Exercise is the other core component of a healthy lifestyle. Kids need at least an hour of physical activity every single day to help balance out their calorie consumption. Exercise has benefits beyond weight management, decreasing blood pressure, strengthening bones and improving mental health.
Between after-school activities, mealtime, homework and bedtime, it can feel like there is no room for anything else. And you might think your kids are getting plenty of physical activity at school during recess or P.E.
But children need to be active at home as well to avoid too much sedentary time. In those times where everyone settles in with a screen, instead schedule some exercise or a fun family activity that gets everybody up and moving, like a walk, bike ride or game of tag in the yard.
4. Set limits on screen time.
Screen time is sedentary time. When that’s taking the place of physical activity, it can lead to weight issues and form habits that last a lifetime.
According to the Kaiser Family Foundation, children spend more than seven hours a day entertaining themselves with screens. That’s just time spent watching TV, playing video games or browsing the web — not the educational hours spent at school or on homework.
Follow the American Academy of Pediatrics guidelines on screen time: None through infancy, less than an hour until kindergarten and no more than two hours in the school-age years. The 2012 NHANES National Youth Fitness Survey found that children who exceeded the screen time guidelines were nearly 70 percent more likely to become overweight or obese.
5. Prioritize a good night’s sleep.
Sleep is another factor in childhood obesity. Kids who don’t get enough of it are more likely to become obese. A lack of sleep leads to daytime drowsiness that makes kids less active. It can disrupt the hormones that control appetite, making them feel hungrier and eat more in the waking hours.
Make sure your screen time limits have restrictions close to bedtime to help your kids get better rest. Set their bedtimes early enough to ensure that they get the right amount of sleep for their age:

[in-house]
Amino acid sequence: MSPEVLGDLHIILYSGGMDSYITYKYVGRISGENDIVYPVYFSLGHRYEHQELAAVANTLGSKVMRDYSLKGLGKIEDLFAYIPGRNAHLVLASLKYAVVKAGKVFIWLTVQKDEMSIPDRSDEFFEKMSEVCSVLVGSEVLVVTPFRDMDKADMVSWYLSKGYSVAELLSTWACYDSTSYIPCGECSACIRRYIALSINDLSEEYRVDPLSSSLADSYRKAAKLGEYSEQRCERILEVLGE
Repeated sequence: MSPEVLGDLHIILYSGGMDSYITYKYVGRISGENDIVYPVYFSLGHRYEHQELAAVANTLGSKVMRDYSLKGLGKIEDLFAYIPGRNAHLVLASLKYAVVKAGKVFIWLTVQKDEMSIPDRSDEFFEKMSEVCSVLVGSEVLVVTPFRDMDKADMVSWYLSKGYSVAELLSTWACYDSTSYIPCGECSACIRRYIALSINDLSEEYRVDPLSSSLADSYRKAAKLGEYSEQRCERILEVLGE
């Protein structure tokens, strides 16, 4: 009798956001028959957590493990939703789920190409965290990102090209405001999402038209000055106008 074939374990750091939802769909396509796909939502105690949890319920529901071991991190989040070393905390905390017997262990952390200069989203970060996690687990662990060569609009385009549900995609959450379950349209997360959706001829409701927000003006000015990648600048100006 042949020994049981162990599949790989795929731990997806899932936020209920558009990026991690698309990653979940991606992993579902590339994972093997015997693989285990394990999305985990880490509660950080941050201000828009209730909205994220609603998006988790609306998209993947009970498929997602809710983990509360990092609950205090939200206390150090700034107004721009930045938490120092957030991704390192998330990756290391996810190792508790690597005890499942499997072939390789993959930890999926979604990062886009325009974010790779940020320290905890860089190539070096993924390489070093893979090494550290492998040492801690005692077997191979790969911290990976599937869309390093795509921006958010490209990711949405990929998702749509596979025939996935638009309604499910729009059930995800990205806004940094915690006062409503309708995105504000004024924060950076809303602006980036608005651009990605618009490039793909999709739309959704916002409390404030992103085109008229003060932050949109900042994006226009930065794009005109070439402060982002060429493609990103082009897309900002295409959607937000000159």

- 11 hours a night for children five and under
- At least 10 hours for kids ages five to 10
- A minimum of 9 hours for children 10 and up
The definition of obesity is not the same for children and adults.
Healthy habits apply to all ages, but obesity does not have a universal metric. Adults are measured by BMI. A number greater than 30 classifies you as obese.
Children are still growing, and they do so in spurts. Since kids develop on their own timelines, they’re measured differently. Instead of a specific BMI target, children are measured against their peers.
BMI Chart for Kids
5th – 84.9th
85th – 94.9th
This chart only applies to kids from age two through their teens. Chubby babies are not obese. Their wrinkles and rolls should be cause for coos, not concern.
You shouldn’t worry about weight unless your pediatrician points it out. They monitor your child’s weight at each appointment. You’ve probably gotten a chart that outlines their weight, height and BMI and the percentiles they fall into.
You can also run the numbers on your own. The Centers for Disease Control and Prevention has a BMI calculator for children and teens as well as growth charts by age so you can better compare your child to the national averages. If you see their habits and weight trending in the wrong direction, schedule a visit with your pediatrician to check your child’s health and develop a plan to combat obesity.